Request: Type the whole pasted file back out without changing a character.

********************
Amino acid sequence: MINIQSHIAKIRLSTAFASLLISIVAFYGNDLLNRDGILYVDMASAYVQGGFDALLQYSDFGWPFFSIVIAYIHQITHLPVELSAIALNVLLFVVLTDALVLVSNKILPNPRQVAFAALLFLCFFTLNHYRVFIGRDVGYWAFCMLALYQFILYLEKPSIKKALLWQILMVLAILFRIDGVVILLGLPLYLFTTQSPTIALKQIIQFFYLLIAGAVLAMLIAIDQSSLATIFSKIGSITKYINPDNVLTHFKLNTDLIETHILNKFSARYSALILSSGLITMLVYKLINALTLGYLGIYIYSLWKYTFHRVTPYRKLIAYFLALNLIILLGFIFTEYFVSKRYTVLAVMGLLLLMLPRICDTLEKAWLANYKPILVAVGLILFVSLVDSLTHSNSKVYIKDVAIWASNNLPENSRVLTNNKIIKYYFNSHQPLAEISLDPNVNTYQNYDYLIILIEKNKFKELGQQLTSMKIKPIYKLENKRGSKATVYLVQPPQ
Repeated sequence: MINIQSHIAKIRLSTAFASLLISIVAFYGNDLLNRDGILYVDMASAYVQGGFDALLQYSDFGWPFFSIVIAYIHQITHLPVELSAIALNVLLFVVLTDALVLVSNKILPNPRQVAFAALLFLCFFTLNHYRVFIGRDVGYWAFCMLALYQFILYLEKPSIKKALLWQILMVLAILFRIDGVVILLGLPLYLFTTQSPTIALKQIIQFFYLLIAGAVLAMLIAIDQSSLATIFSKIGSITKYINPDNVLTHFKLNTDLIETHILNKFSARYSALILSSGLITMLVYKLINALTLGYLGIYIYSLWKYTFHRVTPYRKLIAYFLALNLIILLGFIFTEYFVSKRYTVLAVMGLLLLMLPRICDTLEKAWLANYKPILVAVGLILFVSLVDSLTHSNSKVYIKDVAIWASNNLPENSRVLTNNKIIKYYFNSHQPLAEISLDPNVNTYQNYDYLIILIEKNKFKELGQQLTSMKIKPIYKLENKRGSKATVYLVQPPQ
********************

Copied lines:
Amino acid sequence: MINIQSHIAKIRLSTAFASLLISIVAFYGNDLLNRDGILYVDMASAYVQGGFDALLQYSDFGWPFFSIVIAYIHQITHLPVELSAIALNVLLFVVLTDALVLVSNKILPNPRQVAFAALLFLCFFTLNHYRVFIGRDVGYWAFCMLALYQFILYLEKPSIKKALLWQILMVLAILFRIDGVVILLGLPLYLFTTQSPTIALKQIIQFFYLLIAGAVLAMLIAIDQSSLATIFSKIGSITKYINPDNVLTHFKLNTDLIETHILNKFSARYSALILSSGLITMLVYKLINALTLGYLGIYIYSLWKYTFHRVTPYRKLIAYFLALNLIILLGFIFTEYFVSKRYTVLAVMGLLLLMLPRICDTLEKAWLANYKPILVAVGLILFVSLVDSLTHSNSKVYIKDVAIWASNNLPENSRVLTNNKIIKYYFNSHQPLAEISLDPNVNTYQNYDYLIILIEKNKFKELGQQLTSMKIKPIYKLENKRGSKATVYLVQPPQ
Repeated sequence: MINIQSHIAKIRLSTAFASLLISIVAFYGNDLLNRDGILYVDMASAYVQGGFDALLQYSDFGWPFFSIVIAYIHQITHLPVELSAIALNVLLFVVLTDALVLVSNKILPNPRQVAFAALLFLCFFTLNHYRVFIGRDVGYWAFCMLALYQFILYLEKPSIKKALLWQILMVLAILFRIDGVVILLGLPLYLFTTQSPTIALKQIIQFFYLLIAGAVLAMLIAIDQSSLATIFSKIGSITKYINPDNVLTHFKLNTDLIETHILNKFSARYSALILSSGLITMLVYKLINALTLGYLGIYIYSLWKYTFHRVTPYRKLIAYFLALNLIILLGFIFTEYFVSKRYTVLAVMGLLLLMLPRICDTLEKAWLANYKPILVAVGLILFVSLVDSLTHSNSKVYIKDVAIWASNNLPENSRVLTNNKIIKYYFNSHQPLAEISLDPNVNTYQNYDYLIILIEKNKFKELGQQLTSMKIKPIYKLENKRGSKATVYLVQPPQ